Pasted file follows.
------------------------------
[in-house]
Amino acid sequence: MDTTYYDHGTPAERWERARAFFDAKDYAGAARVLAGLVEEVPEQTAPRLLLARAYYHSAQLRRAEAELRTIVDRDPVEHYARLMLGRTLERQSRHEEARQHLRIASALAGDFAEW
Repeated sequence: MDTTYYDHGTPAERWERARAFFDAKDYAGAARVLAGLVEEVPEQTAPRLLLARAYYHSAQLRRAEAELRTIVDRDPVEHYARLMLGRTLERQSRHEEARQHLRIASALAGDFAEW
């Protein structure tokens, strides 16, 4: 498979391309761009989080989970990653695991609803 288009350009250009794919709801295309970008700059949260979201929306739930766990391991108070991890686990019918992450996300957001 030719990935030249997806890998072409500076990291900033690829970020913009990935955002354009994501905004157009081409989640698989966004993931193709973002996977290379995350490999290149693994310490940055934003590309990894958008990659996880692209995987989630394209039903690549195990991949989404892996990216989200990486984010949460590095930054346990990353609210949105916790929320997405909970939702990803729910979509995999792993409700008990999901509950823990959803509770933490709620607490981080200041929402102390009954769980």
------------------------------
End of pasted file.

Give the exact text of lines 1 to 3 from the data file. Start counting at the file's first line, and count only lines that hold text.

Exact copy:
[in-house]
Amino acid sequence: MDTTYYDHGTPAERWERARAFFDAKDYAGAARVLAGLVEEVPEQTAPRLLLARAYYHSAQLRRAEAELRTIVDRDPVEHYARLMLGRTLERQSRHEEARQHLRIASALAGDFAEW
Repeated sequence: MDTTYYDHGTPAERWERARAFFDAKDYAGAARVLAGLVEEVPEQTAPRLLLARAYYHSAQLRRAEAELRTIVDRDPVEHYARLMLGRTLERQSRHEEARQHLRIASALAGDFAEW